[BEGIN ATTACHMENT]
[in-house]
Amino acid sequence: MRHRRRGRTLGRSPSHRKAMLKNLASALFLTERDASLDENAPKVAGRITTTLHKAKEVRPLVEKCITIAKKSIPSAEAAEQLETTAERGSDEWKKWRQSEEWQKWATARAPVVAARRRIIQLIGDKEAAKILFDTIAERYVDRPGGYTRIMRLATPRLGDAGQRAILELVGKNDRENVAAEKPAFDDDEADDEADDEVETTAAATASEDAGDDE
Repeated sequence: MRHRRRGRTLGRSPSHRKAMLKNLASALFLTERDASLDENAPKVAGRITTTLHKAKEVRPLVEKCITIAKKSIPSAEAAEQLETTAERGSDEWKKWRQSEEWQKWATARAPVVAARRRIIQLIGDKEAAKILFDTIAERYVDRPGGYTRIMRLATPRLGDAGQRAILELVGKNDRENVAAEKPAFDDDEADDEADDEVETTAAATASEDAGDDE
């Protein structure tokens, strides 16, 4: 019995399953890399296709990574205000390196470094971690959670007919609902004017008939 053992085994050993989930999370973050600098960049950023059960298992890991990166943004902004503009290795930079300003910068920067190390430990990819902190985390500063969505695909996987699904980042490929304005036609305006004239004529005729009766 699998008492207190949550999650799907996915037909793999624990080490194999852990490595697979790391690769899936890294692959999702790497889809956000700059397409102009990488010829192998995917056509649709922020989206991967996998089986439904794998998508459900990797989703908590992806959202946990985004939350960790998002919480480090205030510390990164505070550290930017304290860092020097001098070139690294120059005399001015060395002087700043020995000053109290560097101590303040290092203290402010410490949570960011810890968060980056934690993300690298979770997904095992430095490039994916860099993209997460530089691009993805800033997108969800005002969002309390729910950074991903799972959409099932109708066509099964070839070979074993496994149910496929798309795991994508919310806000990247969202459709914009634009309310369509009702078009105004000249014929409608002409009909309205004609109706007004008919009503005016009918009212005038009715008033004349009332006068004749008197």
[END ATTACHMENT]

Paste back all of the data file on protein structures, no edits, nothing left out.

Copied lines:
[in-house]
Amino acid sequence: MRHRRRGRTLGRSPSHRKAMLKNLASALFLTERDASLDENAPKVAGRITTTLHKAKEVRPLVEKCITIAKKSIPSAEAAEQLETTAERGSDEWKKWRQSEEWQKWATARAPVVAARRRIIQLIGDKEAAKILFDTIAERYVDRPGGYTRIMRLATPRLGDAGQRAILELVGKNDRENVAAEKPAFDDDEADDEADDEVETTAAATASEDAGDDE
Repeated sequence: MRHRRRGRTLGRSPSHRKAMLKNLASALFLTERDASLDENAPKVAGRITTTLHKAKEVRPLVEKCITIAKKSIPSAEAAEQLETTAERGSDEWKKWRQSEEWQKWATARAPVVAARRRIIQLIGDKEAAKILFDTIAERYVDRPGGYTRIMRLATPRLGDAGQRAILELVGKNDRENVAAEKPAFDDDEADDEADDEVETTAAATASEDAGDDE
């Protein structure tokens, strides 16, 4: 019995399953890399296709990574205000390196470094971690959670007919609902004017008939 053992085994050993989930999370973050600098960049950023059960298992890991990166943004902004503009290795930079300003910068920067190390430990990819902190985390500063969505695909996987699904980042490929304005036609305006004239004529005729009766 699998008492207190949550999650799907996915037909793999624990080490194999852990490595697979790391690769899936890294692959999702790497889809956000700059397409102009990488010829192998995917056509649709922020989206991967996998089986439904794998998508459900990797989703908590992806959202946990985004939350960790998002919480480090205030510390990164505070550290930017304290860092020097001098070139690294120059005399001015060395002087700043020995000053109290560097101590303040290092203290402010410490949570960011810890968060980056934690993300690298979770997904095992430095490039994916860099993209997460530089691009993805800033997108969800005002969002309390729910950074991903799972959409099932109708066509099964070839070979074993496994149910496929798309795991994508919310806000990247969202459709914009634009309310369509009702078009105004000249014929409608002409009909309205004609109706007004008919009503005016009918009212005038009715008033004349009332006068004749008197």